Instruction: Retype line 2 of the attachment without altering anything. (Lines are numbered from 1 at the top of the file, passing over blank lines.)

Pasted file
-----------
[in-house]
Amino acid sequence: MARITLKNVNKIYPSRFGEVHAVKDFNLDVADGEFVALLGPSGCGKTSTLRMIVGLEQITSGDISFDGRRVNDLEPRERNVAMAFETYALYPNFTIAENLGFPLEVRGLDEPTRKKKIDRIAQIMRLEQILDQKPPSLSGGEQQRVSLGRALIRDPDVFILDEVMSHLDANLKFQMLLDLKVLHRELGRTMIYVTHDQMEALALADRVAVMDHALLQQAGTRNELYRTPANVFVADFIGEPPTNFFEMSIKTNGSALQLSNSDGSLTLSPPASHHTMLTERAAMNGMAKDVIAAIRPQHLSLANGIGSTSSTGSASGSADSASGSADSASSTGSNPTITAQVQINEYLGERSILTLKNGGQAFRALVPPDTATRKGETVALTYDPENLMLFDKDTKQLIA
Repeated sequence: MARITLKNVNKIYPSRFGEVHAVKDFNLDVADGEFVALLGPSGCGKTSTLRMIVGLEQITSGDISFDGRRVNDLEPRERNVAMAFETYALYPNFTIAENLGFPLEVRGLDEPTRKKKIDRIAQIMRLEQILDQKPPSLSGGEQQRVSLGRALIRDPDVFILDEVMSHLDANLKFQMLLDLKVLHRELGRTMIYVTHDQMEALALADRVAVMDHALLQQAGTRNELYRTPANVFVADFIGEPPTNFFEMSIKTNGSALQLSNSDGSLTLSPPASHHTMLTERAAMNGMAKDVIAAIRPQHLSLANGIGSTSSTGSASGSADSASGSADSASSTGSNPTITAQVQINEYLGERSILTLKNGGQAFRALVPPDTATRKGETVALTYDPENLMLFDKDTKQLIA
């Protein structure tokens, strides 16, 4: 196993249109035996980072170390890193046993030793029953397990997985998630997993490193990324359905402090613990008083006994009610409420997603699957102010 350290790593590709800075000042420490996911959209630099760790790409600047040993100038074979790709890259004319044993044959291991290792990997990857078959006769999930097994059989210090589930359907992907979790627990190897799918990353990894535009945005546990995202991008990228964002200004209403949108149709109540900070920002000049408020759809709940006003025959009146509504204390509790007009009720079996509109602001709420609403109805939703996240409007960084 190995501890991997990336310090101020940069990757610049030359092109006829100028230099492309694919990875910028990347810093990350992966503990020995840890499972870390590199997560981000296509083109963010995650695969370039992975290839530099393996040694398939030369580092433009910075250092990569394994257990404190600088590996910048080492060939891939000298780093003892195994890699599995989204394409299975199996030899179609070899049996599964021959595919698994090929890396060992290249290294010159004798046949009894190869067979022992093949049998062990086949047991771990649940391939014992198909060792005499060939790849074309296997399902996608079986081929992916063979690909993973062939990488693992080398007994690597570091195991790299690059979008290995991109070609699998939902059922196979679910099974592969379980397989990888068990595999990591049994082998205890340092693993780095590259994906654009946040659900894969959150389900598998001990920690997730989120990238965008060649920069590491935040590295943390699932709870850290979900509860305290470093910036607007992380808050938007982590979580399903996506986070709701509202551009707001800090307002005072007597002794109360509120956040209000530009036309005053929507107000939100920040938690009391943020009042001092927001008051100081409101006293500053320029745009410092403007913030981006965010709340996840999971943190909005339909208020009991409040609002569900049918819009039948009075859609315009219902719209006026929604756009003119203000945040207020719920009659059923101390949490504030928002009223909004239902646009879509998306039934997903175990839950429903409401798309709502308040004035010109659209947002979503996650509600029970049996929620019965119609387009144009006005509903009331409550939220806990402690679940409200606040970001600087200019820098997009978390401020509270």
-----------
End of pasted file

Amino acid sequence: MARITLKNVNKIYPSRFGEVHAVKDFNLDVADGEFVALLGPSGCGKTSTLRMIVGLEQITSGDISFDGRRVNDLEPRERNVAMAFETYALYPNFTIAENLGFPLEVRGLDEPTRKKKIDRIAQIMRLEQILDQKPPSLSGGEQQRVSLGRALIRDPDVFILDEVMSHLDANLKFQMLLDLKVLHRELGRTMIYVTHDQMEALALADRVAVMDHALLQQAGTRNELYRTPANVFVADFIGEPPTNFFEMSIKTNGSALQLSNSDGSLTLSPPASHHTMLTERAAMNGMAKDVIAAIRPQHLSLANGIGSTSSTGSASGSADSASGSADSASSTGSNPTITAQVQINEYLGERSILTLKNGGQAFRALVPPDTATRKGETVALTYDPENLMLFDKDTKQLIA